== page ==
Les Enfants Terribles use their own unique style to offer a refreshing outlook on World War I, but there are moments in which the style of the show doesn’t quite work with the story. 

1. THE TRENCH. James Hastings, Oliver Lansley, Edward Cartwright - ©Rah Petherbridge Photography.jpg
(c)Rah Petherbridge Photography. 

Brought to London in time to mark the centenary of World War I ending, The Trench is a WWI drama inspired by the true story of a miner who ends up being stuck below ground in a collapsed tunnel – stylishly told by Les Enfants Terribles.

Of course, being a Les Enfants Terribles production it is always best to expect the unexpected as the company’s notion of story telling doesn’t tread down a traditional path which is what makes it such a uniquely special company. The trouble is the story that they have chosen to tell this time around doesn’t quite fit into the company’s storytelling methods which then impacts on the pleasure that the production brings.

But it has to be said that Oliver Lansley and James Seager’s production has some beautifully haunting moments in it visually that stick in the audiences mind. For example, by showing the developing relationship between the miner Bert and soldier Collins through a series of mimed actions rather than words, it shows the power of body language and how it can be used to express many different things. Meanwhile, in a completely different way the final moments of the show are bittersweet for the audience to watch: happy for the miner to get his wish but the way in which he got it is particularly sad.

These moments and many others are beautifully highlighted by Tim Kelly’s atmospheric and gorgeous lighting that silhouettes the characters well to add to that sense of horror and isolation of being trapped as well as the brutality of the war going on above ground. In addition to this, Alexander Wolfe’s folk style music adds a strong emotional core that can be lacking in Oliver Lansley’s writing.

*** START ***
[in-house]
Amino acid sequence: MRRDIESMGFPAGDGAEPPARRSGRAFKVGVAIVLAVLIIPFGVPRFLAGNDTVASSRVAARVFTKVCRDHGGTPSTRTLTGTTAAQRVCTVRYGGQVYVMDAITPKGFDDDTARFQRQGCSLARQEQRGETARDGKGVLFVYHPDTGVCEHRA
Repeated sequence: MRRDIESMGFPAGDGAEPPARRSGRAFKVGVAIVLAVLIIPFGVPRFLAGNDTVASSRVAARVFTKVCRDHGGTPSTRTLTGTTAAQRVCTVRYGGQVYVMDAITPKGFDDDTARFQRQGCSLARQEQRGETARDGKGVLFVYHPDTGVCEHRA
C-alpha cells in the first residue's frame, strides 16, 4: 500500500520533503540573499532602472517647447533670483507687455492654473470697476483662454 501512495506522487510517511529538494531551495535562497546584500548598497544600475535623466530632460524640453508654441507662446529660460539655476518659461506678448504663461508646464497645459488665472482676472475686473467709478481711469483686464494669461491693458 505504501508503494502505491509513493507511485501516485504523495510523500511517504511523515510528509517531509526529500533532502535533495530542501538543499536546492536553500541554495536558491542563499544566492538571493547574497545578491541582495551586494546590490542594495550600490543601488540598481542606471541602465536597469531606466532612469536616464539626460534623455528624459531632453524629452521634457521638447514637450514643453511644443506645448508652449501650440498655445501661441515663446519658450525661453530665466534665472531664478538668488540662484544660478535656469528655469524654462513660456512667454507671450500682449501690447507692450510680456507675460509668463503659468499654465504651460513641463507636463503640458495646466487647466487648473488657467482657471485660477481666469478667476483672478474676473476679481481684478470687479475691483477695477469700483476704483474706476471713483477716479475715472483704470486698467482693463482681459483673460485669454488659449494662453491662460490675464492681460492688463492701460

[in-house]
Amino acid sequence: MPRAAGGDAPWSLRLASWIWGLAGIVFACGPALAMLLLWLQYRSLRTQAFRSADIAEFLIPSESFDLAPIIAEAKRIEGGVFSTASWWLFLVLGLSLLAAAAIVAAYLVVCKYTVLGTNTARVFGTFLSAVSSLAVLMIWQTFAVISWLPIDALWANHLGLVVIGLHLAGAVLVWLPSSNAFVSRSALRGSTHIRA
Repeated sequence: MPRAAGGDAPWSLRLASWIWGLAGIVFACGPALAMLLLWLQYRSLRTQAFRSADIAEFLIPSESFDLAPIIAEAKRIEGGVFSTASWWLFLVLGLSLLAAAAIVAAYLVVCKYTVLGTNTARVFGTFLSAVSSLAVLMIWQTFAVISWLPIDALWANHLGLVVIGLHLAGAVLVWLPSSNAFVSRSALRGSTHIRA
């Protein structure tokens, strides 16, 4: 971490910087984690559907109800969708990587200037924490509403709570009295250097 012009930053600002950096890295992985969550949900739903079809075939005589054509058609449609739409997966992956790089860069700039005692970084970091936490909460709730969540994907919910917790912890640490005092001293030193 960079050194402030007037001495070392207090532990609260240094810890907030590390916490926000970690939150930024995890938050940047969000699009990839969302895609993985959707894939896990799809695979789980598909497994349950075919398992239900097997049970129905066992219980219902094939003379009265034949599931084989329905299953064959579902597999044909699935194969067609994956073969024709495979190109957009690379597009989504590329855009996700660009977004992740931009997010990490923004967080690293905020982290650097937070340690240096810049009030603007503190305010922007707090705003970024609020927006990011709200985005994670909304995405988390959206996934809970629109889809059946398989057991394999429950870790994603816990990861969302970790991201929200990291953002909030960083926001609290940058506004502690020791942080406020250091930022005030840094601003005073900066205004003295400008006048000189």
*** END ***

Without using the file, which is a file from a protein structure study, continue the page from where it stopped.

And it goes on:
It is the story that is perhaps in need of the most work in the show – the purpose of the variety of creatures that the miner meets while underground and what they represent is not made immediately clear, despite the clever way they are integrated in puppet form into the story. Meanwhile, the poetic language means that every scene is vivid, every word has been selected with great care to make an impact – but after a while you begin to get a sense of detachment from the story and its characters that can make it difficult to emotionally engage with as the moment in which Bert receiving a devastating letter from home proves . Given it is only just over an hour long, it needs that story to be made sharper and clearer a lot sooner than it is or perhaps the show could be developed more.

But there are some lovely performances from the cast that give a sense of the scale and horror of World War I, led by Oliver Lansley as Bert. His expressions and mannerisms throughout give a strong sense of his character as well as the devastating blows he is dealt throughout being trapped. Edward Cartwright as strange creature guiding Bert through the three tasks he is set is suitably nasty and sinister, while Kadell Herida as the young  and unexperienced soldier Collins is charmingly naive.

The Trench is a refreshing way to examine WWI and brings an extraordinary story to life with the flair and imagination we have come to expect from Les Enfants Terribles – but this can come at the cost of story itself which can become a bit lost beneath the presentation of the production.

By Emma Clarendon 

The Trench continues to play at the Southwark Playhouse until the 17th November. For more information visit: https://southwarkplayhouse.co.uk/show/the-trench/

Rating: ⭐⭐⭐